COVID-19 Exposes Italy's Vulnerability to US-China Antagonism

COVID-19 Exposes Italy’s Vulnerability to US-China Antagonism

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Sars-Cov-2, the coronavirus that caused the COVID-19 pandemic, has put Italy’s healthcare system under severe strain and indirectly plunged the economy into a massive recession, as most industrial and commercial activities have come to a standstill following the enactment of a national lockdown.[1]

As it struggles to contain the spread of the virus while trying to keep the economy afloat, the Italian government will also have to navigate the rough seas of a more competitive international system. Weathering the agitated waters will not be easy, as the severity of the outbreak in Italy (at the time of writing, the third hardest-hit country in the world in terms of fatalities and infections)[2] has exposed its vulnerability to systemic dynamics the pandemic is likely to exacerbate, most notably the US-China rivalry.

Both the US and China seem to see the COVID-19 crisis through the lenses of geopolitical competition. A desire to repair its international reputation and gain influence underlies China’s offer of medical equipment and sanitary know-how to countries hit by the contagion – the so-called “mask diplomacy”.[3] The Communist Party’s propaganda machine has gone the extra mile to present China as a solidary and responsible country, while also indulging in conspiracy theories claiming the virus did not originate from Wuhan.[4]

The US has responded by relentlessly reminding the world of China’s concealment of critical information during the early weeks of the contagion and increasingly hinting that Chinese labs may be the ultimate origin of the virus.[5] US President Donald Trump has a further reason to keep bashing China, which he sees as politically expedient as he enters a re-election campaign that COVID-19 has made rather more unpredictable than anticipated. It is reasonable to expect that the undercurrents for conflict between China and the US will gather steam in areas where China’s influence may be felt the most, such as Africa, the Middle East and ultimately Europe too. In this regard, Italy is an exemplary case.

Italy has occupied a special place in China’s system of international relations since it became the first G7 member last year to sign a memorandum of understanding[6] in support of the Belt and Road Initiative (BRI), the policy framework under which China promotes infrastructure development in a number of countries along the land and maritime trade routes between Asia and Europe. Unsurprisingly, Italy rapidly became a main target of China’s mask diplomacy.[7] Beijing sent medical equipment and teams of health experts to virus-infested Italian regions, companies made donations (state-owned enterprises targeted the port cities of Genoa and Trieste, both critical to the BRI), the Chinese diaspora mobilised to provide further assistance and the Chinese embassy in Rome engaged in a sustained media campaign celebrating the new depth of the bilateral relationship.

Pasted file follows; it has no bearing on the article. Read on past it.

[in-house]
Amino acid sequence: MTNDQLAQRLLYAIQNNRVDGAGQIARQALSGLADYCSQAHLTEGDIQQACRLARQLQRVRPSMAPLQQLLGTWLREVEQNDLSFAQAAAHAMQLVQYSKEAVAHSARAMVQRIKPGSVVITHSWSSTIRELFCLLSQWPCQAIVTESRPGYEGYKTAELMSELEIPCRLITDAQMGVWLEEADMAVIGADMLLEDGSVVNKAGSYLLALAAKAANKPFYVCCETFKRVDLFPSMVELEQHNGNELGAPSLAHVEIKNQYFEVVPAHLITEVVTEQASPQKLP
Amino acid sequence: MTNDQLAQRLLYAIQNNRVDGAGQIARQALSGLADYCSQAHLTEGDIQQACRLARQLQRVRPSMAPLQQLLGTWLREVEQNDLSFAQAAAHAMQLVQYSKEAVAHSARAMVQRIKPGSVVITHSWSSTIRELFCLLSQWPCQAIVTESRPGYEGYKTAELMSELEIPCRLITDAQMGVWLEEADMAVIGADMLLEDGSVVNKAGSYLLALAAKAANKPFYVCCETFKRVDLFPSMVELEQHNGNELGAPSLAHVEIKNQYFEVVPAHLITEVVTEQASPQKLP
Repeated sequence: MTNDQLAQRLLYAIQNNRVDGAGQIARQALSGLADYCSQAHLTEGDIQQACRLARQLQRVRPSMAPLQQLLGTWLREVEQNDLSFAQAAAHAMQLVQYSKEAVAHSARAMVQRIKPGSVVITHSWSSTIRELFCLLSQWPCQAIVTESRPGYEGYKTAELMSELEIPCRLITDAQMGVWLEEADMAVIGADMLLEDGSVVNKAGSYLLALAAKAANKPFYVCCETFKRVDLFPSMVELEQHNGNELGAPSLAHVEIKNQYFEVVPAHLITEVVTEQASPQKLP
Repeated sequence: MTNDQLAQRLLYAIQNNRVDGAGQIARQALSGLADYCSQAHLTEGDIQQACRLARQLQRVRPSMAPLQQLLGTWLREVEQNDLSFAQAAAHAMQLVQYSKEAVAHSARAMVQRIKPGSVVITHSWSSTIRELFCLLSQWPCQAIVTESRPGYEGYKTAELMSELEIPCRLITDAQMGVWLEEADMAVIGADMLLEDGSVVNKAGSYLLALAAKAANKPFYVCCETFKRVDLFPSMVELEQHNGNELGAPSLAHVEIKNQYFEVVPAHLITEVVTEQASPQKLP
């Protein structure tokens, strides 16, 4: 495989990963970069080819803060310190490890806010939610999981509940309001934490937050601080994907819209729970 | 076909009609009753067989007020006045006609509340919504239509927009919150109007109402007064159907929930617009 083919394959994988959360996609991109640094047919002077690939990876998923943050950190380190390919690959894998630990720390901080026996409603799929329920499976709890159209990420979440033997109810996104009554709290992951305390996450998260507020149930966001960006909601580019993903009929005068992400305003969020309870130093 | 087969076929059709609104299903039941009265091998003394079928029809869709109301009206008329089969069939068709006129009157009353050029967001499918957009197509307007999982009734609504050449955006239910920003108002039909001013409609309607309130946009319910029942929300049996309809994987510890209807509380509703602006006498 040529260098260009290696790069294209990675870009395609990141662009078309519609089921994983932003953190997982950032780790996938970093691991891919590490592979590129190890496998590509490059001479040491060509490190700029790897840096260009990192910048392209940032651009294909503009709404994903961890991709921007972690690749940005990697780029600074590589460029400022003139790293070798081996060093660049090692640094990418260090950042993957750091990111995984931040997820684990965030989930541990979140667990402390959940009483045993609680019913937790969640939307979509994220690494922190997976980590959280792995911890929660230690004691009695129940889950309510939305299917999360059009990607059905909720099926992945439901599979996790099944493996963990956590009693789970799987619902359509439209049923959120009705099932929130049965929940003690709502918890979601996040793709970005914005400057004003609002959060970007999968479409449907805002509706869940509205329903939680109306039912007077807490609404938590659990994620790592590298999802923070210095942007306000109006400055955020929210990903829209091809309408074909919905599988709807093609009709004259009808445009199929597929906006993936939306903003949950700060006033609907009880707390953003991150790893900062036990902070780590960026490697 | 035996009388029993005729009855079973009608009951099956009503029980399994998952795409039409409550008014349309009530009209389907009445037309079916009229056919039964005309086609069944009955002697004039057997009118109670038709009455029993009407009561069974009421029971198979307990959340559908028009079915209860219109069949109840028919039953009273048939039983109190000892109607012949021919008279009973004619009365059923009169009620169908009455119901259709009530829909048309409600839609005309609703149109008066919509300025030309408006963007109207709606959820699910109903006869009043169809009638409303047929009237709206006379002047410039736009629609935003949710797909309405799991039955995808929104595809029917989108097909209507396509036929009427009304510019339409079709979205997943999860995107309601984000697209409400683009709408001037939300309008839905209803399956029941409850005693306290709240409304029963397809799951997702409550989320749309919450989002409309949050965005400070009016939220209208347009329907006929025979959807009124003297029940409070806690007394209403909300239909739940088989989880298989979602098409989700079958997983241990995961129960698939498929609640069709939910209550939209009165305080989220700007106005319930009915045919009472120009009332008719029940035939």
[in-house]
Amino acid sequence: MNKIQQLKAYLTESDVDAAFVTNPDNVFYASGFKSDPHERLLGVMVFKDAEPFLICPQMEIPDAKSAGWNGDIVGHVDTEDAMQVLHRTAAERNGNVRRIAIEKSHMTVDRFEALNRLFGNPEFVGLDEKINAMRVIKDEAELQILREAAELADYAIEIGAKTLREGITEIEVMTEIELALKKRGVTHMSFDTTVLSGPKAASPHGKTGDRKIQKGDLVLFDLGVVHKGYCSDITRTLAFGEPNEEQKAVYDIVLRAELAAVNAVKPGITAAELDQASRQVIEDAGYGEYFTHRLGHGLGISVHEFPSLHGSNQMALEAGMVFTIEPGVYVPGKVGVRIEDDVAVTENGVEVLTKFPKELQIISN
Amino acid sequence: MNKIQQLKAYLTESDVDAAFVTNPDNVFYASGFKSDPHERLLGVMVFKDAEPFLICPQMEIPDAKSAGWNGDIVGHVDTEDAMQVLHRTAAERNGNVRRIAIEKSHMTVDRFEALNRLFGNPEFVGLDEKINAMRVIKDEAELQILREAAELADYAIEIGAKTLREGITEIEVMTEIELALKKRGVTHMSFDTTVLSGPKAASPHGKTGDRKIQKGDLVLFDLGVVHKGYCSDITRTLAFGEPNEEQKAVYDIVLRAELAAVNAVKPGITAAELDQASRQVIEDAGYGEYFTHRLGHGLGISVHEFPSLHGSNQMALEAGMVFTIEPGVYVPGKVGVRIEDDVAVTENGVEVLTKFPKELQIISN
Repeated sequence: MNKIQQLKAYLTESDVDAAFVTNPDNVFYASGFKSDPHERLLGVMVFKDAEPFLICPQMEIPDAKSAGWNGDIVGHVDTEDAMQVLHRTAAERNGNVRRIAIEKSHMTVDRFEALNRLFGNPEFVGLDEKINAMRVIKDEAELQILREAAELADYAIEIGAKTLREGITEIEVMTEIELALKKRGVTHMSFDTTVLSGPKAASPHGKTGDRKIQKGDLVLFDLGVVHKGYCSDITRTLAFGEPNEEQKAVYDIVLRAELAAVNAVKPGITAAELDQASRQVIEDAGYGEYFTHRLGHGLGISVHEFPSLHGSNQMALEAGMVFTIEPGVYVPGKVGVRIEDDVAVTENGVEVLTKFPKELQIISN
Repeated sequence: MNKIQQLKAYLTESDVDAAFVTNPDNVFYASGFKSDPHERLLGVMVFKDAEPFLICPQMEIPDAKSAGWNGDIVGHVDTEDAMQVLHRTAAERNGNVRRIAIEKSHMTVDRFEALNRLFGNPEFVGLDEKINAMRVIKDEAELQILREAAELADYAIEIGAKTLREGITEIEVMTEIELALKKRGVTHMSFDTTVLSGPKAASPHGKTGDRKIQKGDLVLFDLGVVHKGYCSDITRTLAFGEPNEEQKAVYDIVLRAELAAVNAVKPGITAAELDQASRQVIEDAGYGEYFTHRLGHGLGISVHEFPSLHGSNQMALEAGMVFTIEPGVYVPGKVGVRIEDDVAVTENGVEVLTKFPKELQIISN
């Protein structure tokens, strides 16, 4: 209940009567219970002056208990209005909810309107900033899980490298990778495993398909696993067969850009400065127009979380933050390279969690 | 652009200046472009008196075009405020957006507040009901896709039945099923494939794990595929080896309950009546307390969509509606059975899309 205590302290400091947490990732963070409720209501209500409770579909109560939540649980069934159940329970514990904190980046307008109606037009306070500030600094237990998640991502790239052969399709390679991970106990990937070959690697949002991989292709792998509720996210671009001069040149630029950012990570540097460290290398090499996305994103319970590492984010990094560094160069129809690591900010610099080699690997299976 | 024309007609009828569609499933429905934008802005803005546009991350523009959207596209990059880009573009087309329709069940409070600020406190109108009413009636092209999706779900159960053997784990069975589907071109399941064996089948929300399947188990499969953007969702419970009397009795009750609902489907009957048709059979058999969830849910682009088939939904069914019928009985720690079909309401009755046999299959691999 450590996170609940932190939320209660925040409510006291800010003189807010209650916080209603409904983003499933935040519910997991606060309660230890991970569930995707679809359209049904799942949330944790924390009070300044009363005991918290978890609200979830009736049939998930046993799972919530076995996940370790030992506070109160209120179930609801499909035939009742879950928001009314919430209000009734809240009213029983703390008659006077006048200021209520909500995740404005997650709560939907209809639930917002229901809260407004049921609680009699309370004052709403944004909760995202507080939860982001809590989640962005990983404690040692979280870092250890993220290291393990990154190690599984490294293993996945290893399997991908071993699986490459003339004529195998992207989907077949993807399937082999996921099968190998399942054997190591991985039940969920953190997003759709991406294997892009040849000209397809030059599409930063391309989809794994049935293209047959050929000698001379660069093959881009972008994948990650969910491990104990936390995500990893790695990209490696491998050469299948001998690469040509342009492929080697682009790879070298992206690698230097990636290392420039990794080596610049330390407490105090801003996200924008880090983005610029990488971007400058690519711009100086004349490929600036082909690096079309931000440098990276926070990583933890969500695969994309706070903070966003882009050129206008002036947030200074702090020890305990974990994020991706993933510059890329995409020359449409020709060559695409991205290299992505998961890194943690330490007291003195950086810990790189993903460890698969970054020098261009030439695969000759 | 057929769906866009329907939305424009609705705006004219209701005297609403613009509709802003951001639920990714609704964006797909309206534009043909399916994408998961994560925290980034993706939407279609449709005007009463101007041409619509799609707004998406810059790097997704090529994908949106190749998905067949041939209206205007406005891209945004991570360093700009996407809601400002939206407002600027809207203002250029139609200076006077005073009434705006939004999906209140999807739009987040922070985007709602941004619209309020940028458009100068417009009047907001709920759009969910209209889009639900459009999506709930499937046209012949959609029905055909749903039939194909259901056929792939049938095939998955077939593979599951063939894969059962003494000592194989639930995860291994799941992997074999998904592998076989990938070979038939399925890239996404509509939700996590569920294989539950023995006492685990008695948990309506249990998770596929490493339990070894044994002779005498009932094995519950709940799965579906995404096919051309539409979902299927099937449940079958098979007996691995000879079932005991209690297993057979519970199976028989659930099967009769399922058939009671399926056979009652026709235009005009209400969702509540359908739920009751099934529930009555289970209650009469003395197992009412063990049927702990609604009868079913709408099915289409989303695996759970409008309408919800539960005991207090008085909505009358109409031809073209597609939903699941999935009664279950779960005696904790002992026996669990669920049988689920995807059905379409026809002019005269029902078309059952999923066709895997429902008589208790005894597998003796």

Read the full blog here.

This blog first appeared on the IAI site. 

Author: Riccardo Alcaro is Research Coordinator and Head of the Global Actors Programme, IAI. 

Image courtesy of Edna Winti via Flickr.

The views are those of the author and not necessarily those of ETTG.

[1] Trading Economics estimates a fall in the Italian GDP by 18 and 10.3 per cent in Q2 and Q3, respectively. See Trading Economics, Italy Forecasts

[2] As of 7 May 2020, confirmed cases of Covid-19-infected people amounted to 215,858, with 29,958 deaths. The Worldometer website regularly updates coronavirus cases:

[3] Brian Wong, “China’s Mask Diplomacy”, in The Diplomat, 25 March 2020,

[4] Steven Lee Meyers, “China Spins Tale That the U.S. Army Started the Coronavirus Epidemic”, in The New York Times, 13 March 2020,

[5] Jacqueline Alemany, “President Trump and Secretary of State Mike Pompeo Continue to Push Unsubstantiated Wuhan Lab Theory on Novel Coronavirus Origins”, in PowerPost, 4 May 2020,

[6] Memorandum of Understanding between the Government of the Italian Republic and the Government of the People’s Republic of China on Cooperation within the Framework of the Silk Road Economic Belt and the 21st Century Maritime Silk Road Initiative, 22 March 21019,

[7] Francesca Ghiretti, “China, Italy and COVID-19: Benevolent Support or Strategic Surge?”, in IAI Commentaries, No. 20|14 (March 2020),


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